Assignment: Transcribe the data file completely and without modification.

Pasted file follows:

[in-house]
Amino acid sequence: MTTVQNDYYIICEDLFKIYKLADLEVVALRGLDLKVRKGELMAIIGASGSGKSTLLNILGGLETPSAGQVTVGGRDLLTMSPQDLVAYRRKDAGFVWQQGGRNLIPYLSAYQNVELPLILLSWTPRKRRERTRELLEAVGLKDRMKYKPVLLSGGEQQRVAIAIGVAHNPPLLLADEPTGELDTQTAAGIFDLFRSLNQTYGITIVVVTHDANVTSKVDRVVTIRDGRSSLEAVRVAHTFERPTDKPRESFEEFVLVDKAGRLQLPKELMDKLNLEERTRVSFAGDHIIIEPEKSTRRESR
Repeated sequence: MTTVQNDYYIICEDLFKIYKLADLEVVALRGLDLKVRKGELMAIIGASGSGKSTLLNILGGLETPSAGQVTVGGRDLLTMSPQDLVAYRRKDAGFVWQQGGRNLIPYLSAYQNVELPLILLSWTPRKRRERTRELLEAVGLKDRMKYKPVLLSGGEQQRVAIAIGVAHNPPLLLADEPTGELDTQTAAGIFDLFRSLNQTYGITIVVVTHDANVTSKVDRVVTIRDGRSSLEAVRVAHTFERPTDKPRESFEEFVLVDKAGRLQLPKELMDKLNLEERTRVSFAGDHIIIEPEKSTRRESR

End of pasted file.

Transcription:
[in-house]
Amino acid sequence: MTTVQNDYYIICEDLFKIYKLADLEVVALRGLDLKVRKGELMAIIGASGSGKSTLLNILGGLETPSAGQVTVGGRDLLTMSPQDLVAYRRKDAGFVWQQGGRNLIPYLSAYQNVELPLILLSWTPRKRRERTRELLEAVGLKDRMKYKPVLLSGGEQQRVAIAIGVAHNPPLLLADEPTGELDTQTAAGIFDLFRSLNQTYGITIVVVTHDANVTSKVDRVVTIRDGRSSLEAVRVAHTFERPTDKPRESFEEFVLVDKAGRLQLPKELMDKLNLEERTRVSFAGDHIIIEPEKSTRRESR
Repeated sequence: MTTVQNDYYIICEDLFKIYKLADLEVVALRGLDLKVRKGELMAIIGASGSGKSTLLNILGGLETPSAGQVTVGGRDLLTMSPQDLVAYRRKDAGFVWQQGGRNLIPYLSAYQNVELPLILLSWTPRKRRERTRELLEAVGLKDRMKYKPVLLSGGEQQRVAIAIGVAHNPPLLLADEPTGELDTQTAAGIFDLFRSLNQTYGITIVVVTHDANVTSKVDRVVTIRDGRSSLEAVRVAHTFERPTDKPRESFEEFVLVDKAGRLQLPKELMDKLNLEERTRVSFAGDHIIIEPEKSTRRESR